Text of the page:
The Boston Celtics unloaded lots of big men at the NBA trading deadline and the key to making sure the moves pay off rests with the biggest guy who's still left — Shaquille O'Neal.
"If Shaq plays great, then this deal was obviously really, really good for us," coach Doc Rivers said of O'Neal, who's dealing with a sore Achilles' tendon. "That's on Shaq. Getting Shaq in great shape, getting him ready, getting him healthy is really going to be important for us."
Already atop the Eastern Conference, the Celtics made three deals Thursday.
In addition to sending Kendrick Perkins and Nate Robinson to Oklahoma City for Jeff Green, Nenad Krstic and a future first-round pick, Boston also traded Luke Harangody and Semih Erden to Cleveland, and dealt Marquis Daniels to Sacramento, for draft picks.
"The bottom line is we'll see," Rivers said before a game Thursday night with Denver, another team that reshuffled its roster by sending Carmelo Anthony and Chauncey Billups to the New York Knicks earlier in the week.
"We think we did pretty well," Rivers said. "Red (Auerbach) would always say, 'Whatever the single best player is in the trade, try to get it.'"
There were a lot of teams trying to do that before Thursday's deadline.
Baron Davis and a 2011 first-round draft pick went from the Los Angeles Clippers to the Cleveland Cavaliers for Mo Williams and forward Jamario Moon, and Aaron Brooks' tumultuous season in Houston ended when the guard was dealt to Phoenix for Goran Dragic and a first-round pick.
The Rockets also traded Shane Battier and Ish Smith to Memphis for Hasheem Thabeet, DeMarre Caroll and a future first-round pick, and the Charlotte Bobcats sent Gerald Wallace to Portland for Joel Przybilla, Dante Cunningham, Sean Marks and conditional 2011 and 2013 draft picks.
"Our goal is to win a championship," Houston general manager Daryl Morey said. "These moves position us better in the future. The big move that helps us now and in the future did not materialize, but we feel like this positions us better to make that move down the road."
The Celtics believe they'll be better, too, if they can get O'Neal back on the court.
Perkins recently returned from a knee injury he sustained in Game 6 of the NBA finals and had been playing well inside. He was close to his teammates, who took the news of the trade hard.
"Tough day to play basketball. Very tough day to play basketball, to even concentrate," Kevin Garnett said after an 89-75 loss to the Nuggets. "Just being bluntly honest.
"We were taught that from the minute we got here — that (chemistry) was the formula that works. We've been able to be successful with that formula. The chemistry on the court is nothing like the chemistry off the court."
Paul Pierce said the team was "hurt" over the trade involving Perkins, but trusting that president of basketball operations Danny Ainge and Rivers "know what they're doing."
"We can't use it as an excuse and cry over spilled milk, so hopefully the guys we have coming in understand what we're trying to do around here — still championship goals," Pierce said. "It's definitely a blow when you lose a guy like Perk, who's been in playoff battles, been tested, gives us size and defense, especially when you're going against guys like Dwight Howard, Pau Gasol if we make the finals and play the Lakers. Hopefully, we can make up for it in other ways."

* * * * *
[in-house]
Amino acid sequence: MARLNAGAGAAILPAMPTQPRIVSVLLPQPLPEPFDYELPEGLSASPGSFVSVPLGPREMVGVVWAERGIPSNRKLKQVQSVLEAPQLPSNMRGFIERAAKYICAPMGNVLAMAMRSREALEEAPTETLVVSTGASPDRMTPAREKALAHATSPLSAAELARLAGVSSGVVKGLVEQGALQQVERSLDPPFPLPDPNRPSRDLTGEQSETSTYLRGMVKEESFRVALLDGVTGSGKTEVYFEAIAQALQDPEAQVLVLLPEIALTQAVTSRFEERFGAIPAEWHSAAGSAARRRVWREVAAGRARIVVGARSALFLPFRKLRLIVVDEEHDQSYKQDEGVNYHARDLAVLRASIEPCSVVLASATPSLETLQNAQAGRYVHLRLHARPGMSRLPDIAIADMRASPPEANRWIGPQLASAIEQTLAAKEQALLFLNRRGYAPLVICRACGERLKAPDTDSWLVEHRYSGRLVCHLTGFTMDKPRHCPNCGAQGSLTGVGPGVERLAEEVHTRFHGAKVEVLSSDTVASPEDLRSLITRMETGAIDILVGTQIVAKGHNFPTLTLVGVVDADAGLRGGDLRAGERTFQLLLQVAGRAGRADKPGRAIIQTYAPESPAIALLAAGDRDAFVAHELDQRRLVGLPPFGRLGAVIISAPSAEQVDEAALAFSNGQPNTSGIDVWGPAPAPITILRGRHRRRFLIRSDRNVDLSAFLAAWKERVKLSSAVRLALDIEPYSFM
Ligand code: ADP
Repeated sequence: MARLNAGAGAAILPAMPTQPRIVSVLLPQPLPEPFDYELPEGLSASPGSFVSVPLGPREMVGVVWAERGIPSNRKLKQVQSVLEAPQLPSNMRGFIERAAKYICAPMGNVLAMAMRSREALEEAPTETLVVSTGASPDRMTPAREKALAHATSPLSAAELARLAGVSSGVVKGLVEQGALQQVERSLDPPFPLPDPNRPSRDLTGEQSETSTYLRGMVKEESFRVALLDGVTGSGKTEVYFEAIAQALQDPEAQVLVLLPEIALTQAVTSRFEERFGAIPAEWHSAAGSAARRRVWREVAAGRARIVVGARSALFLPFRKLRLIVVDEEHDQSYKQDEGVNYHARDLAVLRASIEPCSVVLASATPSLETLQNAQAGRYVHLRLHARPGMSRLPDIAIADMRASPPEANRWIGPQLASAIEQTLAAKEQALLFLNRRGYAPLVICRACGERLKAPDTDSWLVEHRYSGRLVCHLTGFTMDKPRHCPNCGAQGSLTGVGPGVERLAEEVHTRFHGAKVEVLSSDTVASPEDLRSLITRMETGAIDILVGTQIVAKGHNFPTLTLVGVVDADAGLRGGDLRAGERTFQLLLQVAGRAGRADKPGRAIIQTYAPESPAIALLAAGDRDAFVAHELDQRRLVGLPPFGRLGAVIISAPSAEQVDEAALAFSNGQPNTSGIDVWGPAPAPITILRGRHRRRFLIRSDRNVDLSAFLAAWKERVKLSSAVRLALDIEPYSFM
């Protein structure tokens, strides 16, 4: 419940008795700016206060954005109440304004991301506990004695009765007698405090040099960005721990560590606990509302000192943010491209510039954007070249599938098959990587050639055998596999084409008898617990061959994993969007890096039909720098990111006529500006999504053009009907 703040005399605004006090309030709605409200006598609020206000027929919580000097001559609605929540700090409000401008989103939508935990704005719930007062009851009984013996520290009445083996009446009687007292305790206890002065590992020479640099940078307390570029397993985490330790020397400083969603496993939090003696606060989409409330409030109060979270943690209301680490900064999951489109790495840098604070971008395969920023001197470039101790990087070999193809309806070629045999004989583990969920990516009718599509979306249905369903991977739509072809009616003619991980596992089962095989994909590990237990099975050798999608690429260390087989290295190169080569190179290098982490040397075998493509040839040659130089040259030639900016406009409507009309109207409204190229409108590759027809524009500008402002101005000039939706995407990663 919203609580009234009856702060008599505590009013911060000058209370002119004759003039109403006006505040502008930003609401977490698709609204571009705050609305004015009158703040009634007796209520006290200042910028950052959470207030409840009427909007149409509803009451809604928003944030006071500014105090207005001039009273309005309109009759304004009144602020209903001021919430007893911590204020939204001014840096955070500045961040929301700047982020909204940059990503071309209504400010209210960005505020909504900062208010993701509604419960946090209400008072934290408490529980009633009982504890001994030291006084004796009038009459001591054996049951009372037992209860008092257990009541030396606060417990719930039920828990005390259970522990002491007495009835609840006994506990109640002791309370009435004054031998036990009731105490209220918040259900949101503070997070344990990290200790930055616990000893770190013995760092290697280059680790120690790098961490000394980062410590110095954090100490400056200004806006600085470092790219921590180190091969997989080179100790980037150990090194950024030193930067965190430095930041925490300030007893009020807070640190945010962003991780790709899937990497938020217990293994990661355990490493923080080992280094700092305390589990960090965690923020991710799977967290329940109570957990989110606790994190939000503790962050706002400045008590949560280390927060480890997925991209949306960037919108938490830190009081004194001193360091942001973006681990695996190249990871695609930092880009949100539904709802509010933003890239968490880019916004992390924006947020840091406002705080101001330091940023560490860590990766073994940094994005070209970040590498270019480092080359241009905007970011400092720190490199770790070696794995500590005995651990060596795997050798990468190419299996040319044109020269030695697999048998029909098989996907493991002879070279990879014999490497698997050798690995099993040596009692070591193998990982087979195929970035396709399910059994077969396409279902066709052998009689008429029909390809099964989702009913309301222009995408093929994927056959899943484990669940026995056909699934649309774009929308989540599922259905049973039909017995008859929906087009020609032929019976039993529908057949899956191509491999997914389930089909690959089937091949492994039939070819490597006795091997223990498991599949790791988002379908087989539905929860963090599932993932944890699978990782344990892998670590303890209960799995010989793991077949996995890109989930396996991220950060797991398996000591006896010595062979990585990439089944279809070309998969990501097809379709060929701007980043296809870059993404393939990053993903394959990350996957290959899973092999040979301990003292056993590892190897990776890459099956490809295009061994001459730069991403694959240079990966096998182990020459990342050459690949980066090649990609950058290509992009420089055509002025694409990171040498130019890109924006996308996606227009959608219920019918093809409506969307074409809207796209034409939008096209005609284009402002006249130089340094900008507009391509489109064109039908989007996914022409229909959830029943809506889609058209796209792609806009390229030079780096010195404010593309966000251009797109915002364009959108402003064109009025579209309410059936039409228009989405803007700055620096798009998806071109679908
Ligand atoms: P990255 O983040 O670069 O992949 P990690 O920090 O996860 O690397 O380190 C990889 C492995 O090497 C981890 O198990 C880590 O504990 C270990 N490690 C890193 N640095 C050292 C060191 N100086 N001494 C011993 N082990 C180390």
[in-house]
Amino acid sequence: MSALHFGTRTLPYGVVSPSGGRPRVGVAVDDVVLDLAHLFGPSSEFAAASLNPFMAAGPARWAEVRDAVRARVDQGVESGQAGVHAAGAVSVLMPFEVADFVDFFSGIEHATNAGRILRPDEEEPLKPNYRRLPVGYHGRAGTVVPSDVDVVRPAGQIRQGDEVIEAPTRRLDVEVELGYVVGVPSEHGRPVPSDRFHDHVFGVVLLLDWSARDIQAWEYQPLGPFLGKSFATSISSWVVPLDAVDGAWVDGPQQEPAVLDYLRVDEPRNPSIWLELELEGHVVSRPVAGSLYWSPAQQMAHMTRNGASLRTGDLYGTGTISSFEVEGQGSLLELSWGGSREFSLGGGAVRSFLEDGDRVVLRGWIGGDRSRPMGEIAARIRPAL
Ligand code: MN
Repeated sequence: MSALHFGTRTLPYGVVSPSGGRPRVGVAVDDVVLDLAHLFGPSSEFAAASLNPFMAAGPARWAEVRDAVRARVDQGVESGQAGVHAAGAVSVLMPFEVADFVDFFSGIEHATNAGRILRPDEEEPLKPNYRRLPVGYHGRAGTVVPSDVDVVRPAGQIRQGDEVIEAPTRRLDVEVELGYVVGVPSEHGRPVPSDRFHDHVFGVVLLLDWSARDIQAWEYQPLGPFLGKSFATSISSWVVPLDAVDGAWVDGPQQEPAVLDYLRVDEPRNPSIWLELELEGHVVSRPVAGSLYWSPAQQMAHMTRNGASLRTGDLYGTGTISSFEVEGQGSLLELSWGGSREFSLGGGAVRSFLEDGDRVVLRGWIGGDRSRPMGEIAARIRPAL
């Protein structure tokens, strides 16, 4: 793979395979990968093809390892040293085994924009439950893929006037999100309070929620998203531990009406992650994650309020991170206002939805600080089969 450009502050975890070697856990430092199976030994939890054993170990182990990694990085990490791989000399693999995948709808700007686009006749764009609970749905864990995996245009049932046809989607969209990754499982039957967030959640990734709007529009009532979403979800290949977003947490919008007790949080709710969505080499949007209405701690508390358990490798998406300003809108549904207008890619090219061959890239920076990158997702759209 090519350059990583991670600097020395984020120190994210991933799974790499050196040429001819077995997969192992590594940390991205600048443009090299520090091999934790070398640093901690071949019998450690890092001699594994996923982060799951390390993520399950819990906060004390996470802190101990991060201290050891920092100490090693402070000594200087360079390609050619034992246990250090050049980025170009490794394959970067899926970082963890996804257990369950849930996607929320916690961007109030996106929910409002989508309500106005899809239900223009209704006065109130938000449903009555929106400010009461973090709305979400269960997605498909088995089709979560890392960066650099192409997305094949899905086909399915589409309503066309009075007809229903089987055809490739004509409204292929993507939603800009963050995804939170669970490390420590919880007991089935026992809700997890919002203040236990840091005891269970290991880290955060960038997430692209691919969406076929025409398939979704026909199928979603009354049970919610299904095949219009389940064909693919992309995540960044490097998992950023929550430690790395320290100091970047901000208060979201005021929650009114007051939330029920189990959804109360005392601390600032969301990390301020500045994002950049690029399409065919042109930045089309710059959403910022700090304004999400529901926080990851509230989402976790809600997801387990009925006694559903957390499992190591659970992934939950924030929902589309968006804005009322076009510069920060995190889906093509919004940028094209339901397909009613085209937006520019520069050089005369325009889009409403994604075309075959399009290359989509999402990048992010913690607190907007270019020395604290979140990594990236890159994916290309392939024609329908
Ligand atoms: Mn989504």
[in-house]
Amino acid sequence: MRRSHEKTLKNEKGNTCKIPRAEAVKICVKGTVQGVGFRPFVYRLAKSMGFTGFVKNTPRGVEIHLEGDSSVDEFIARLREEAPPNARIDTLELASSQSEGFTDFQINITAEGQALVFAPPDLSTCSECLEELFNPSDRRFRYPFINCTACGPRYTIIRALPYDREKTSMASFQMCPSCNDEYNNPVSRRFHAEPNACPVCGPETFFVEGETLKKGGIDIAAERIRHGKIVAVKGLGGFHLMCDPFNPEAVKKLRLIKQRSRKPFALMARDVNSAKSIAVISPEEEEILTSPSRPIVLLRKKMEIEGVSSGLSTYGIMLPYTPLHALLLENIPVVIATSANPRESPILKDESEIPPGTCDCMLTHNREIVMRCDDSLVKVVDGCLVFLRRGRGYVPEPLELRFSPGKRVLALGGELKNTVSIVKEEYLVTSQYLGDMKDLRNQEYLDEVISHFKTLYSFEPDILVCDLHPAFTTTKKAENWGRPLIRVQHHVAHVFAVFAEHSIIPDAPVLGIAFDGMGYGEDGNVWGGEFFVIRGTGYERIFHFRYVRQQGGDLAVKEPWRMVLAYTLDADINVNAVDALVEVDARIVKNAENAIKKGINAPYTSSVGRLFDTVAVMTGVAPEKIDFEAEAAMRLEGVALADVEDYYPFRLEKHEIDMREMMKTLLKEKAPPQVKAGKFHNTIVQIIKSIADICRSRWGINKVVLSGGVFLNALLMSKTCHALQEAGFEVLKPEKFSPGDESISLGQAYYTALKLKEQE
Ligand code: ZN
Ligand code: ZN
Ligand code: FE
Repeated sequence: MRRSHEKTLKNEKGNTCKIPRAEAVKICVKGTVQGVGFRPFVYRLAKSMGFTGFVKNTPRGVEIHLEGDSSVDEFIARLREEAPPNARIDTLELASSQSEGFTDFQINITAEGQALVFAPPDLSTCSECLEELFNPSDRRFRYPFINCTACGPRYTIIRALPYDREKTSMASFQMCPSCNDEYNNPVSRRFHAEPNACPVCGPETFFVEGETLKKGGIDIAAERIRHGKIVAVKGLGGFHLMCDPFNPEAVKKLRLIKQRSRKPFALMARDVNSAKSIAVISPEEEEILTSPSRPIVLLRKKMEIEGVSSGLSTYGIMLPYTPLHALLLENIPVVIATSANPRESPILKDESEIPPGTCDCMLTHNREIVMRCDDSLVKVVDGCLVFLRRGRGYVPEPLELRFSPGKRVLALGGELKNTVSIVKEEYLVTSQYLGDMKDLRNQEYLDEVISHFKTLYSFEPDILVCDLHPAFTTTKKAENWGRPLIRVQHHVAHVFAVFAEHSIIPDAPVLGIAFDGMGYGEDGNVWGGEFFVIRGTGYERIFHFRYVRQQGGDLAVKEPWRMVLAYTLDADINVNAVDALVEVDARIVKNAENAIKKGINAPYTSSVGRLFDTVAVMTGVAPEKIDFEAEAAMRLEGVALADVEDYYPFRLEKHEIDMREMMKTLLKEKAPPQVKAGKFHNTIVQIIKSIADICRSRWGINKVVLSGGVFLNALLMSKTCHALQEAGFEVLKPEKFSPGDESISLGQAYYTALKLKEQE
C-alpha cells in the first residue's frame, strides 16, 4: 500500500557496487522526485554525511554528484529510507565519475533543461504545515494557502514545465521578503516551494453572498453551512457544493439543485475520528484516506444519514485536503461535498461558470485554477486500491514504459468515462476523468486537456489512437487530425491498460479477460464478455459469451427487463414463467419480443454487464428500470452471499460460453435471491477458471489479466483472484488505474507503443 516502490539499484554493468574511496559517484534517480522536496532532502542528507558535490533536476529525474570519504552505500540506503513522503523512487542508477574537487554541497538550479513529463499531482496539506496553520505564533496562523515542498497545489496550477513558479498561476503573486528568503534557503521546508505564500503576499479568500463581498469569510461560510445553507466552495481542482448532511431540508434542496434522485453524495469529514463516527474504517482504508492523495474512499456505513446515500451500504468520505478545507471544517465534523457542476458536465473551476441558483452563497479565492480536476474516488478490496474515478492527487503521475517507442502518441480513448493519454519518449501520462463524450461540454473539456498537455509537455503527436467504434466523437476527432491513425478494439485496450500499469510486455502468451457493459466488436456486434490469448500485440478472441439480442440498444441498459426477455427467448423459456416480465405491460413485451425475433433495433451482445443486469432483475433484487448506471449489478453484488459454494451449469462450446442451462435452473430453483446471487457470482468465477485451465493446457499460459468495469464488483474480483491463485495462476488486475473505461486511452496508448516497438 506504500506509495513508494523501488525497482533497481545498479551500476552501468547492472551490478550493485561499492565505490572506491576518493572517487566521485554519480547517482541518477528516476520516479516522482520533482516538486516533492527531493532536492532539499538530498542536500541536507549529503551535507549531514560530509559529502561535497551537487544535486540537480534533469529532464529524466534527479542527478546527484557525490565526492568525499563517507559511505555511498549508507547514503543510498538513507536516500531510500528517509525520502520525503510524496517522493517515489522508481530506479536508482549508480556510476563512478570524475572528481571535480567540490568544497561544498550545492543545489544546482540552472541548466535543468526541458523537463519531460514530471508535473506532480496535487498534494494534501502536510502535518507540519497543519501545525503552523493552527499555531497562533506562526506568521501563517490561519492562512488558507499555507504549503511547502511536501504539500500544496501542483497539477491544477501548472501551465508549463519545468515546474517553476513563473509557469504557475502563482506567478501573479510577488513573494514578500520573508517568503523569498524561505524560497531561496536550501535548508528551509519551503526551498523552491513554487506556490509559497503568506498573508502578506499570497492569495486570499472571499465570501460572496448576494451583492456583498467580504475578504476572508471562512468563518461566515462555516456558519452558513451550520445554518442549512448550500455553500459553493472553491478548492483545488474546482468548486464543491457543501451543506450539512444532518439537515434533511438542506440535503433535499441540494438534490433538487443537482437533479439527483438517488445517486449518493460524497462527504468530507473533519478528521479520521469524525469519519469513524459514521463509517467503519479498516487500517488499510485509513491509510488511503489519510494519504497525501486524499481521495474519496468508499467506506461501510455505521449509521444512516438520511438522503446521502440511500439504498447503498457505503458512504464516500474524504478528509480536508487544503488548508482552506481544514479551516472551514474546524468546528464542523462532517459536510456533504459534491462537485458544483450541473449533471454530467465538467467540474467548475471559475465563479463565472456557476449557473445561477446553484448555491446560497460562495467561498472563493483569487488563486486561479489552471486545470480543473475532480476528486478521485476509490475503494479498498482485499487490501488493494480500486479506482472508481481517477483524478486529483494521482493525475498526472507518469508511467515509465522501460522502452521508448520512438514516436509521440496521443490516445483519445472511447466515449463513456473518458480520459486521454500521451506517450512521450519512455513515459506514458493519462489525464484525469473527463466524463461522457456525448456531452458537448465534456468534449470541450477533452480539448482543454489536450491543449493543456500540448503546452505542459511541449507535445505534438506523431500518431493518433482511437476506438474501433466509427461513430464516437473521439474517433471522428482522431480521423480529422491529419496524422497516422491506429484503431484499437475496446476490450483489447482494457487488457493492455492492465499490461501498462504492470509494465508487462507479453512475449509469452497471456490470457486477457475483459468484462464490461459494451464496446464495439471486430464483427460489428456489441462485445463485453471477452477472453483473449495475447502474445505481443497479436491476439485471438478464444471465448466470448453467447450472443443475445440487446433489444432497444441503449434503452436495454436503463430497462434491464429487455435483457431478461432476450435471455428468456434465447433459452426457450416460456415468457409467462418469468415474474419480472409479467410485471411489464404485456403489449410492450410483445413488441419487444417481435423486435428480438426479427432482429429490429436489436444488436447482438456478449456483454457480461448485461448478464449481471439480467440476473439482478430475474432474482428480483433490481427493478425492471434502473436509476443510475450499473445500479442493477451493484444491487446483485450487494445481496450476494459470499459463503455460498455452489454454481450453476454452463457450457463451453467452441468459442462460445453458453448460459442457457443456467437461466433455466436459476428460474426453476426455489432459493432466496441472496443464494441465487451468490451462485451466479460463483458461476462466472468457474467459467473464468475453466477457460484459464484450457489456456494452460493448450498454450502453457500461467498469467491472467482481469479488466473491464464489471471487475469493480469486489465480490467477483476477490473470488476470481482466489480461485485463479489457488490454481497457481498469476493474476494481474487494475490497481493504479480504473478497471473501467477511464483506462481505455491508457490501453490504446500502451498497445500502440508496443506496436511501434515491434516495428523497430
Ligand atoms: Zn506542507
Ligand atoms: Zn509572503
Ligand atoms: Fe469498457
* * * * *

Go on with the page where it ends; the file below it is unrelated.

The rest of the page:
The Celtics also could get Jermaine O'Neal (left knee) back healthy by the postseason and they still have bulky Big Baby Glen Davis. The versatile 6-foot-9 Green can play multiple positions and will be counted on to guard the likes of Anthony and LeBron James.
"Do you feel comfortable with anybody guarding LeBron or Carmelo?" Rivers said with a grin. "I think everyone has to help people guard LeBron and all those guys, so it doesn't matter."
Krstic will provide some height, though he's not physical big man like Perkins. The 7-foot Krstic averaged 7.6 points and 4.4 rebounds.
"Good piece for us as well," Rivers said. "He spreads the floor."
The same can be said of Green, giving Rivers the flexibility he's been searching for in his lineup since losing James Posey, who helped the Celtics to a championship in 2008.
Rivers now has the luxury to go to a smaller lineup by using Garnett at center and Green at power forward, with Pierce, Rajon Rondo and Ray Allen also on the floor.
"We've been trying to get that lineup since Posey left," Rivers said. "And I think people forget how many times we did that in the playoffs, which was every fourth quarter for the most part. We haven't been able to duplicate that. In some ways that's hurt Rondo and in this way it should help."
So should the return of Shaq.
"Our record is (great) with him in it," Rivers said. "I see a lot of lineups, but you always see the lineups and then when you coach them, 'Eh, I don't like that lineup as much.' But you see a huge lineup: Shaq, Kevin, Paul, Jeff Green, Rondo. I mean, that's a big lineup.
"You just don't know how any of them work until you get them on the floor."
Rivers has often said things might have turned out differently against the Lakers in the NBA finals last season if he had his starting five, and Perkins wouldn't have been hurt.
"We won't" ever know, Rivers said. "That team never lost. So we can just end that. But we have to win with the group we have. And I think we will."
AP Sports Writers Chris Duncan in Houston and Dave Skretta in New York contributed to this report.